I'm both Hindu and Muslim: Salman Khan tells Jodhpur court
Khan also told chief judicial magistrate Anupama Bijlani that he had 'Ibeen framed in a case registered against him under the Arms Act over the shooting of some endangered animals in 1998.Updated: Apr 29, 2015 21:09 IST
Bollywood star Salman Khan was nonplussed when a judge in Jodhpur asked him on Wednesday about his caste but he quickly gathered his wits and replied that he was both “Hindu and Muslim”.
Khan also told chief judicial magistrate Anupama Bijlani that he had been framed in a case registered against him under the Arms Act over the shooting of some endangered animals in 1998.
The actor appeared in the court to record his statement in the case. As part of the process, Khan was required to answer questions about his father’s name, profession and caste.
The court witnessed an interesting exchange when the judge asked Khan to state his caste. Khan was confused by the judge’s question and someone in the court suggested he should say he was a Muslim.
The actor then said he was both Hindu and Muslim. “My father is Muslim and my mother is Hindu,” Khan said, speaking in Hindi.
Later, the judge read out the statement of four prosecution witnesses and asked Khan for his statement.
Khan told the judge he was innocent and had been framed by officials of the forest department. His counsel sought more time from the court to present witnesses in Khan’s defence.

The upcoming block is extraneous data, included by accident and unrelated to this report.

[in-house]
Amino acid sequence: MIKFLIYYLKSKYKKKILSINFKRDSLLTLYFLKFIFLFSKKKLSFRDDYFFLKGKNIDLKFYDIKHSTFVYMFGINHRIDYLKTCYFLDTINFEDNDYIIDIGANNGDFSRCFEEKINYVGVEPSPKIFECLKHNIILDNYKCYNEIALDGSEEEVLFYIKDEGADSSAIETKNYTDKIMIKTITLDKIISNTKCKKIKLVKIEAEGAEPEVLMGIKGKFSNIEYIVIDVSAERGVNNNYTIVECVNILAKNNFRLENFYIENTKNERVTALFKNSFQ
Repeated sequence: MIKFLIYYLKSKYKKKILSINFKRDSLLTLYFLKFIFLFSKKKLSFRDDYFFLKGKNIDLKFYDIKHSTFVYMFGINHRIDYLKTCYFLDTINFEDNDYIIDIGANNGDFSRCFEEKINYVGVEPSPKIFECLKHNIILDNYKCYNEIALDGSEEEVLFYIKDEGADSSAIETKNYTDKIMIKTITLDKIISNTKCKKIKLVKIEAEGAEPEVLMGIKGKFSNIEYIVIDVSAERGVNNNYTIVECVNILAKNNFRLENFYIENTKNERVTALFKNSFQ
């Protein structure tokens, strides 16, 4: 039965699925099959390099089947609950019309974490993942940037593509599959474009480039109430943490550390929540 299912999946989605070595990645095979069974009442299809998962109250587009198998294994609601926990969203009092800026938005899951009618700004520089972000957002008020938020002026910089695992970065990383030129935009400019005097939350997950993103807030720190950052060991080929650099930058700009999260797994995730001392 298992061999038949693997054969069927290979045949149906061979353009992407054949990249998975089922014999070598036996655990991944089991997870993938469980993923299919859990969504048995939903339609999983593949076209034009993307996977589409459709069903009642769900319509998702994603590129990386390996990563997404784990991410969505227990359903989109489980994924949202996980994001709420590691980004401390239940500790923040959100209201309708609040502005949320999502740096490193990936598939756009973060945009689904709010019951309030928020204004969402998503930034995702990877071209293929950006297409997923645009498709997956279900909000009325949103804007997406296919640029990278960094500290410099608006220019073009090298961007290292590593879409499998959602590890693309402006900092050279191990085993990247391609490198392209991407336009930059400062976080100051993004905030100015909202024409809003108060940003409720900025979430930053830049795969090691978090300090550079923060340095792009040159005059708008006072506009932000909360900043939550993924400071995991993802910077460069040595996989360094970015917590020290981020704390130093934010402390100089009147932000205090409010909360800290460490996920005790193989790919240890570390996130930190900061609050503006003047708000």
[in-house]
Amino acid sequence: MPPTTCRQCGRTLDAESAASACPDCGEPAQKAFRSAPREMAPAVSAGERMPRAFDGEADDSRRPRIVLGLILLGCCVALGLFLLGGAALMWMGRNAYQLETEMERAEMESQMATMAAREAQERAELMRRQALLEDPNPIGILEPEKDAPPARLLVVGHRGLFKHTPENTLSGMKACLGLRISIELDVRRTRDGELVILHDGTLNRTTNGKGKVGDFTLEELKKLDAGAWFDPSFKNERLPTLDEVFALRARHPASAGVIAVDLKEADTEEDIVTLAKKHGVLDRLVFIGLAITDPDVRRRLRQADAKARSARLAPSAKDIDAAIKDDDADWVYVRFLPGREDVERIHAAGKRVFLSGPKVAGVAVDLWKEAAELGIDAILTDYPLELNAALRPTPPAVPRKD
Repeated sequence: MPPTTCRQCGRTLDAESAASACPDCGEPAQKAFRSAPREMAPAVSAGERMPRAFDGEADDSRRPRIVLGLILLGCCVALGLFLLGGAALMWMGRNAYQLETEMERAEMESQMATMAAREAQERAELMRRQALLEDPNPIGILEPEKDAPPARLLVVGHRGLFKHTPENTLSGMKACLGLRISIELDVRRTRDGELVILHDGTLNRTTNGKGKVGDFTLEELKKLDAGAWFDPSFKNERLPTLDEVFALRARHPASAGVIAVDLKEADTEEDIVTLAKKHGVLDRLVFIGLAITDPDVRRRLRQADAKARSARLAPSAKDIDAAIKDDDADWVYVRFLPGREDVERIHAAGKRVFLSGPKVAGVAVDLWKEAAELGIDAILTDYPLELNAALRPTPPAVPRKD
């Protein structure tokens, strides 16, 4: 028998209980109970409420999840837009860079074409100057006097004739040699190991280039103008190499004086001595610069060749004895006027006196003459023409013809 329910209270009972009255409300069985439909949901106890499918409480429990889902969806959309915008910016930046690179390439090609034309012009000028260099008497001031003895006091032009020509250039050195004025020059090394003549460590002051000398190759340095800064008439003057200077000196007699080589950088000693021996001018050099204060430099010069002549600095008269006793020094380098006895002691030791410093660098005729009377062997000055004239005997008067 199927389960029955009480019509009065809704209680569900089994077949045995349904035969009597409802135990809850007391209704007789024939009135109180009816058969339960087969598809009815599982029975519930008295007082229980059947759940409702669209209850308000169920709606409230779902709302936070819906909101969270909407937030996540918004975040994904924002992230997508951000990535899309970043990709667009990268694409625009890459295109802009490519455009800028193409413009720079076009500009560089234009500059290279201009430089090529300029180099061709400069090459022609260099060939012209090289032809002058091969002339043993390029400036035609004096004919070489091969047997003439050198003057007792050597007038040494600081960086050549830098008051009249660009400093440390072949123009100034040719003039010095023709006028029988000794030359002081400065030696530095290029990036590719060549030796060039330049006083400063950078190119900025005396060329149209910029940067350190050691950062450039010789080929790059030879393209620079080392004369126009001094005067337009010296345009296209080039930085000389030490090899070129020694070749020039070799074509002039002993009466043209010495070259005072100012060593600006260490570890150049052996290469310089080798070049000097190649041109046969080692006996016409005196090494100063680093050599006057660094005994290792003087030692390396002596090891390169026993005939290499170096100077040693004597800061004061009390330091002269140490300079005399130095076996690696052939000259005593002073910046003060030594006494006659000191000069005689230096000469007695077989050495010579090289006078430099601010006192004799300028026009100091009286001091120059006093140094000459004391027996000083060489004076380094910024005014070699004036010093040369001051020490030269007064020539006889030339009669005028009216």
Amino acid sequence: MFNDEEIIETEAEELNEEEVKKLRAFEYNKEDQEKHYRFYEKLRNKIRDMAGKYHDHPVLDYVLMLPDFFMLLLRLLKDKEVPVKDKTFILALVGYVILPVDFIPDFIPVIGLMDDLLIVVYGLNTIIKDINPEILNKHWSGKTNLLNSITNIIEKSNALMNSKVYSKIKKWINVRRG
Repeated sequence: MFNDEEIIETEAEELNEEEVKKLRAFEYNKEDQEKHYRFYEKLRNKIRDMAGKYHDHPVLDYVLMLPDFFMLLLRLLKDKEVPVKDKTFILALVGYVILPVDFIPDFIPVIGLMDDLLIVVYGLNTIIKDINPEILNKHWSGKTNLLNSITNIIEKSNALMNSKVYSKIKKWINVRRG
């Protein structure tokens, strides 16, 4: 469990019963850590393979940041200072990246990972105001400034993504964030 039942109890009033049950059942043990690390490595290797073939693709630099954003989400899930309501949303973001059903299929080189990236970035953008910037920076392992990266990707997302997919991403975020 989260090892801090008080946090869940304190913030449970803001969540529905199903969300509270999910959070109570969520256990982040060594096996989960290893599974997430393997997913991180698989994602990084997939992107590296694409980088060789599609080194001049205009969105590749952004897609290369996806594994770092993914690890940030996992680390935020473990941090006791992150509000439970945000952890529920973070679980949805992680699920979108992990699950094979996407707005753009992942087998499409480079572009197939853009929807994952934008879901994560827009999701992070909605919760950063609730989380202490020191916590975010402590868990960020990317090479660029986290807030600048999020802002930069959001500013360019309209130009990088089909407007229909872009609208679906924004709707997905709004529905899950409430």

The court fixed May 4 as the date for the next hearing.
During the last hearing on April 17, the judge had directed Khan to appear in person.
Khan arrived in court at around 10 am as a large crowd thronged the premises to get a glimpse of the star. His bodyguards entered the courtroom but were pushed out by policemen.
The case under the Arms Act pertains to an arms licence for two weapons, a revolver and a .32 rifle, that Khan was carrying during the shooting of the film “Hum Saath Saath Hain” in 1998.
The prosecution contended that Khan’s arm licence expired on September 22, 1998 and he had not renewed it.
Khan and some other members of the cast of the film were accused of shooting three Chinkaras and a Black Buck at Kankani, near Jodhpur, on October 1, 1998.
The prosecution contended that Khan used the two weapons to shoot the animals, a charge denied by the actor.